NHS prescription costs in England to rise by 20p to £9.35 an item from April
The NHS prescription charge in England will increase by 20p to £9.35 from 1 April, it's been confirmed. The cost of prescription prepayment certificates - essentially season tickets you use to cut costs if you pay for multiple prescriptions over a set period - are also rising.
Here's what's changing from 1 April:
- Single prescription items will increase from £9.15 to £9.35 - a 20p (2%) increase.
- Three-month prescription prepayment certificates will increase from £29.65 to £30.25 - a 60p (2%) increase.
- 12-month prescription prepayment certificates will increase from £105.90 to £108 - a £2.10 (2%) increase.
The charges apply when you collect your prescription, not when it is issued, although many are likely to be able to save with a prepayment certificate - see below for more on this. You can also read our Cheap Medicines guide for more ways to save on prescriptions and over-the-counter medicines.
Many can save with a prescription prepayment certificate
A prepayment certificate can mean big savings. Anyone who lives in England can apply for one, though check if you're eligible for free prescriptions first.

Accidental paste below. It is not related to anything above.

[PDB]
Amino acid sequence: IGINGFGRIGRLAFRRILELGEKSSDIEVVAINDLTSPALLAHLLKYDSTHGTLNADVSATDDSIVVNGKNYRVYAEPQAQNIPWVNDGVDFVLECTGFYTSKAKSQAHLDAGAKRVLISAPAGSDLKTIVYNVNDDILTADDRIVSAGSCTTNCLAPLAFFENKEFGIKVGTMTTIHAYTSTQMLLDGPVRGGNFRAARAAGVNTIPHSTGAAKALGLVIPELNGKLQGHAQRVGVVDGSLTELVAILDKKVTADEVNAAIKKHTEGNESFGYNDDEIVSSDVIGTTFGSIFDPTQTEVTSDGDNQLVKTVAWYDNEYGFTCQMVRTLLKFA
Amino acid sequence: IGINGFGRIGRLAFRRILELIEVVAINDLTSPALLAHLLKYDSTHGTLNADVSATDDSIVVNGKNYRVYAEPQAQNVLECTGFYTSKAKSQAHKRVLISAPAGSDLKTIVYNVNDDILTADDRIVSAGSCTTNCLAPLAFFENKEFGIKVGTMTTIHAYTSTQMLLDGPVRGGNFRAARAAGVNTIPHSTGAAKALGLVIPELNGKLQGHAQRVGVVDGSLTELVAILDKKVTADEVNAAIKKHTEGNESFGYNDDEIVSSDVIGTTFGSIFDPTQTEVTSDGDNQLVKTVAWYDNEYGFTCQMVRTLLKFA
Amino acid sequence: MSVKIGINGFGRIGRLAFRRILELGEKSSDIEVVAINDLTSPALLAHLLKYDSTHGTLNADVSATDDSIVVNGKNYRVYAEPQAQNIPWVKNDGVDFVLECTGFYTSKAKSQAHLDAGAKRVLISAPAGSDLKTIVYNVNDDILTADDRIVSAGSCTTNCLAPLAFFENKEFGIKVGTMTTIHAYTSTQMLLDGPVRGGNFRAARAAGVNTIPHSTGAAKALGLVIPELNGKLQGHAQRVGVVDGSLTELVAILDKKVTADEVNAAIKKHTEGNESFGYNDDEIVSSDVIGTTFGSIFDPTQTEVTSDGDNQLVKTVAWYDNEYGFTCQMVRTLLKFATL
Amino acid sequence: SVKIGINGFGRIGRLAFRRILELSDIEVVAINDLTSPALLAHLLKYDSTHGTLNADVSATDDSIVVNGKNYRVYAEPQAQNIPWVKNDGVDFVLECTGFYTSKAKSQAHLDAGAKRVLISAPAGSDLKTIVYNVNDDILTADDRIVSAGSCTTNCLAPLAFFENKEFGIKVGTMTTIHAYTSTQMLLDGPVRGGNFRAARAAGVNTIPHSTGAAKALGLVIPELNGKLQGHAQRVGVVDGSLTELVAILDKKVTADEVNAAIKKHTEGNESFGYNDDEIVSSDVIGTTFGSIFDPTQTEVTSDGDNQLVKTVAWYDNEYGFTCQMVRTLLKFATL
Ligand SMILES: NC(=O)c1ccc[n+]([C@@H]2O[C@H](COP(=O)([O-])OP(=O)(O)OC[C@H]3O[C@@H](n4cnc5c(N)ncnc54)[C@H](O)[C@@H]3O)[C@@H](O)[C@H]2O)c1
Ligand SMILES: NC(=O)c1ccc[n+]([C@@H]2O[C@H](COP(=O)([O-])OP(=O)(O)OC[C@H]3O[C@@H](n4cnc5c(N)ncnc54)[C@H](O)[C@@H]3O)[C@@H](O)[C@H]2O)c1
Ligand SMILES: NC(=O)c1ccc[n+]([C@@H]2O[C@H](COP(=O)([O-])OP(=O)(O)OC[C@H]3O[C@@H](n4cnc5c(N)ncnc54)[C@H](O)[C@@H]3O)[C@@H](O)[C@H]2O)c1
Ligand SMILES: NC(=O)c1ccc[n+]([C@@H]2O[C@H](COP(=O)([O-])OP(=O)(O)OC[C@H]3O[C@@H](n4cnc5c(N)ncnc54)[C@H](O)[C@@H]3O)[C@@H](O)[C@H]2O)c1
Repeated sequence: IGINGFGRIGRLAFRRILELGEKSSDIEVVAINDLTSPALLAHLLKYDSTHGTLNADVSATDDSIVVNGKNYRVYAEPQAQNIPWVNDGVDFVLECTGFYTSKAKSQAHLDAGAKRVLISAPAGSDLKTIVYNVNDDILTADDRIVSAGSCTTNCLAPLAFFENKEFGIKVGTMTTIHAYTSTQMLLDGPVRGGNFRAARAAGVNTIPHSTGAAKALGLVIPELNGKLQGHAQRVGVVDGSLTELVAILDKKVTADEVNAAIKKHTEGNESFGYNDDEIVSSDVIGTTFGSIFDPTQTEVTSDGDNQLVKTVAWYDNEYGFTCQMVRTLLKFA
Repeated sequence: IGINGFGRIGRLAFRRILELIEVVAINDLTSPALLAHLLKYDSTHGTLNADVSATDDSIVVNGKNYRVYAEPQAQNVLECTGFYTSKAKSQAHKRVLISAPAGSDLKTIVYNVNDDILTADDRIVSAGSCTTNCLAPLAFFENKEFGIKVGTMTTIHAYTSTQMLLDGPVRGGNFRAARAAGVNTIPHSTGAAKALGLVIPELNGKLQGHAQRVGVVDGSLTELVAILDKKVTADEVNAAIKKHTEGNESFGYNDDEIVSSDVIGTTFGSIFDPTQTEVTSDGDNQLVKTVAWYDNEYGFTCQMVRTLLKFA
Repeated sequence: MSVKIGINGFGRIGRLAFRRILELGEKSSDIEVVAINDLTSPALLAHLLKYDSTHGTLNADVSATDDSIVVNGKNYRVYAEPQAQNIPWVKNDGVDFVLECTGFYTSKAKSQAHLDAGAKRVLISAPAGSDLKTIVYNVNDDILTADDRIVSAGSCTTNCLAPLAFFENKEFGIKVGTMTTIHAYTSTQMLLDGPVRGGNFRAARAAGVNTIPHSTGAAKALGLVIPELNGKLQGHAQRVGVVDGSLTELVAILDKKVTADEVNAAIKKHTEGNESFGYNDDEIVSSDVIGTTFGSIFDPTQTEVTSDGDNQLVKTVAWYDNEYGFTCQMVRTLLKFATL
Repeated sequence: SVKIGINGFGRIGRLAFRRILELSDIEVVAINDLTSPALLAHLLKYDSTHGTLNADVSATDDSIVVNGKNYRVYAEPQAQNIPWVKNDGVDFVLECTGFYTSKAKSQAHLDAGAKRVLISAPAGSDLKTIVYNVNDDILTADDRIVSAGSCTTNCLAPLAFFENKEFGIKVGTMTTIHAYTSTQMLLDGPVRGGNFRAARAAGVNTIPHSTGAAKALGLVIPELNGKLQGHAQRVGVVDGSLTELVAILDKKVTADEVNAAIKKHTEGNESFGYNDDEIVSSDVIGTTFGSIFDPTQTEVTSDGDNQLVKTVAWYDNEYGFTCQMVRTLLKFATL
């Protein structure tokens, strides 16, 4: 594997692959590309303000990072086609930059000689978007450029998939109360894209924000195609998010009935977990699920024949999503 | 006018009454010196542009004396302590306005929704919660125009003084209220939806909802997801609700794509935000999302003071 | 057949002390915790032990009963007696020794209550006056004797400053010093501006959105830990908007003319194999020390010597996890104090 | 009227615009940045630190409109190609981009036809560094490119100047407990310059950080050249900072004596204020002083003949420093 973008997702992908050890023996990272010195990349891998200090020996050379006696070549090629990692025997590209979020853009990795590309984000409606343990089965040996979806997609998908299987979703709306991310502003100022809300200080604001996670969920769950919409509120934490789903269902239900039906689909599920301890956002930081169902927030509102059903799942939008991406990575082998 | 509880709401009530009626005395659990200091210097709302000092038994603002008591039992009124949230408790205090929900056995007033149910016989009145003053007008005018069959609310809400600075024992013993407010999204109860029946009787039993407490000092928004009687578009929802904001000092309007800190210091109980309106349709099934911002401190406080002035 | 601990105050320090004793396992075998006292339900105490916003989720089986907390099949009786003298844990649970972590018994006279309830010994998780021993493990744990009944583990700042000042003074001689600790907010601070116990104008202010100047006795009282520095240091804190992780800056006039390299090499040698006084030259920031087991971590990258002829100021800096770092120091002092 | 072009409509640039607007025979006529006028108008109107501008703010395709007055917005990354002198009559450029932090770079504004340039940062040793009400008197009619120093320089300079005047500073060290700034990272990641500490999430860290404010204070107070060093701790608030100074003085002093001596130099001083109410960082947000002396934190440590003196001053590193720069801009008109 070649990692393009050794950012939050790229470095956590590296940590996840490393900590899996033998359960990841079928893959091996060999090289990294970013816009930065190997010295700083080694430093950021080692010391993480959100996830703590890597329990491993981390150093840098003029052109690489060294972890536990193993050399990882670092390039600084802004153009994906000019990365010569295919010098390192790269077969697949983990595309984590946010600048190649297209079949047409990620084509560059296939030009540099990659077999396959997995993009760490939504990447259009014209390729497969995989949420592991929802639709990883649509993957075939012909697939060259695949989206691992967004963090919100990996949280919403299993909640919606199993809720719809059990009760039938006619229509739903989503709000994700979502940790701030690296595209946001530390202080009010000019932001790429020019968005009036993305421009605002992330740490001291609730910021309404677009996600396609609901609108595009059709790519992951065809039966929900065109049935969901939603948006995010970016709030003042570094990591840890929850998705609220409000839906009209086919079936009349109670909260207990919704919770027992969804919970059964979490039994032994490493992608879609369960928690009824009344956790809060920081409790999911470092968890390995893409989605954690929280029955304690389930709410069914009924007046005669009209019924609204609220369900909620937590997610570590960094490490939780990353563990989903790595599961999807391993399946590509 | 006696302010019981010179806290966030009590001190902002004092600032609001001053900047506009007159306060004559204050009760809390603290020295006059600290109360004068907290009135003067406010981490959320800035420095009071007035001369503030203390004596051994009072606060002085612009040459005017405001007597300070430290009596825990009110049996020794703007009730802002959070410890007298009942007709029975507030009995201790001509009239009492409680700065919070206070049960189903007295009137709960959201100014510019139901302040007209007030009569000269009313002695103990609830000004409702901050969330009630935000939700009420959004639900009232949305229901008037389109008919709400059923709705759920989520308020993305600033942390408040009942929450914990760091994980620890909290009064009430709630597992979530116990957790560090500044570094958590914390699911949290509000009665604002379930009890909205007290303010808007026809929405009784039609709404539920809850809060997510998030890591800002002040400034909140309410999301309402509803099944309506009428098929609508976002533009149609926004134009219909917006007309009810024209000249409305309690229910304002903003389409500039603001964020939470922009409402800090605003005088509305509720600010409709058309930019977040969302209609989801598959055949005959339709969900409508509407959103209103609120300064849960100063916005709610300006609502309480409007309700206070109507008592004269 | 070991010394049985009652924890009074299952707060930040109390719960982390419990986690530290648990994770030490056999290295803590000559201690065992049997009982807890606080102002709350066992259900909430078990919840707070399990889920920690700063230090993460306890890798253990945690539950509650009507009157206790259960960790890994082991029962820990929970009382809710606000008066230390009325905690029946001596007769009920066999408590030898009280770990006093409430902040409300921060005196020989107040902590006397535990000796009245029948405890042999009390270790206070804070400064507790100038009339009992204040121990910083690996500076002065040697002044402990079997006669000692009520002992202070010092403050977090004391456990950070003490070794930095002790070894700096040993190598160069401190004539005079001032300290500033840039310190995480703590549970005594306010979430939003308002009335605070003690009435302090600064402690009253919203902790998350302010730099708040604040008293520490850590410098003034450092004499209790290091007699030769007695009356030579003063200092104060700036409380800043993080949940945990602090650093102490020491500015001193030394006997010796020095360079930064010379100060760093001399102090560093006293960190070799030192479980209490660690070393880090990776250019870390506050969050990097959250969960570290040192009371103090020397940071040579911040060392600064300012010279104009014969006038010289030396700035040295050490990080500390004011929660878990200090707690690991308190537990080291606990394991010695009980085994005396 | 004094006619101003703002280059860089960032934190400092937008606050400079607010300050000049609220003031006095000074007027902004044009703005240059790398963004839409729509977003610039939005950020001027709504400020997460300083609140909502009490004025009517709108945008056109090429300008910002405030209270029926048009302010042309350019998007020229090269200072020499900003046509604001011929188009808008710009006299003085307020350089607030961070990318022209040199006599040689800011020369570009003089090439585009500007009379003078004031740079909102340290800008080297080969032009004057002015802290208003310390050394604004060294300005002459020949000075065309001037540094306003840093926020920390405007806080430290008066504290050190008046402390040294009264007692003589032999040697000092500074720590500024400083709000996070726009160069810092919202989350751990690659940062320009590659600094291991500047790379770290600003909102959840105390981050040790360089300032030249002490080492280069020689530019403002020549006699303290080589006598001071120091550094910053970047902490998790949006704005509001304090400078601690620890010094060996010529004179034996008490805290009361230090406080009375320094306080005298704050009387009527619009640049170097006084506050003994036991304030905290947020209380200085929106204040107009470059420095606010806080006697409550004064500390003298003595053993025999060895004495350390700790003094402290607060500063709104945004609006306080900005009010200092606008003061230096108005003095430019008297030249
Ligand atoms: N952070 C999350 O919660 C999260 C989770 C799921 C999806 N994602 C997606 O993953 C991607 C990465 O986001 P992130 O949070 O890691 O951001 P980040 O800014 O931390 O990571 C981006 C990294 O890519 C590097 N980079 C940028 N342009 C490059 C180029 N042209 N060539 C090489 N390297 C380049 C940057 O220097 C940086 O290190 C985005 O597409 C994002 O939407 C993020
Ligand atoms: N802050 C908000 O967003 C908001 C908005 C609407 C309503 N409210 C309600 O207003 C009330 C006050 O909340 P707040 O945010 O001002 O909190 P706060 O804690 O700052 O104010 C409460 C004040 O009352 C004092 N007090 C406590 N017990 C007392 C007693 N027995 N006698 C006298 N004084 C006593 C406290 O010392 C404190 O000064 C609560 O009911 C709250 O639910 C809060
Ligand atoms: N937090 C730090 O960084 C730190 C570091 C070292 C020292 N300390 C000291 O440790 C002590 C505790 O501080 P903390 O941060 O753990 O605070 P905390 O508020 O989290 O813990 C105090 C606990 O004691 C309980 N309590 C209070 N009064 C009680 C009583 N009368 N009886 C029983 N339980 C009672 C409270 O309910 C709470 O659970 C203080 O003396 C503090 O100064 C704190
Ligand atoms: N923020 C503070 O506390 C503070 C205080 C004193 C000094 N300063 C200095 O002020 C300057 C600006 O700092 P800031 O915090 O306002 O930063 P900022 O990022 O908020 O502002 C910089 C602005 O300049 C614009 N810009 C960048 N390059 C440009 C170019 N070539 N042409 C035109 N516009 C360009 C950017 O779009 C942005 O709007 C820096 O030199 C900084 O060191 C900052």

The amount you can save with a prescription prepayment certificate depends on how many prescriptions you pay for and over what period, but roughly, getting one will help you save if you pay for more than one prescription a month. As an example:
- If you'll pay for four prescriptions in a three-month period, a prepay certificate would save you £6.95 (or £7.15 after the increase).
- If you get 13 prescriptions over the course of a year, a 12-month prepay certificate would save you £13.05 (or £13.55 after the increase) – and if you need more, you'll save more.
Nothing changes in the rest of the UK - prescriptions are still free
The above changes only apply to prescription charges in England.
Prescriptions are free for all in Scotland, Wales and Northern Ireland.
What does the Government say?
A Department of Health and Social Care spokesperson said: “Nearly 90% of prescription items are dispensed free of charge in community pharmacies in England and existing exemptions are in place covering children, pregnant women, and those over 60, on a low income or with medical conditions such as cancer, epilepsy and diabetes.
“Patients with long-term conditions or on a low income can apply for a range of prescription charge exemptions or additional support through the NHS Low Income scheme.”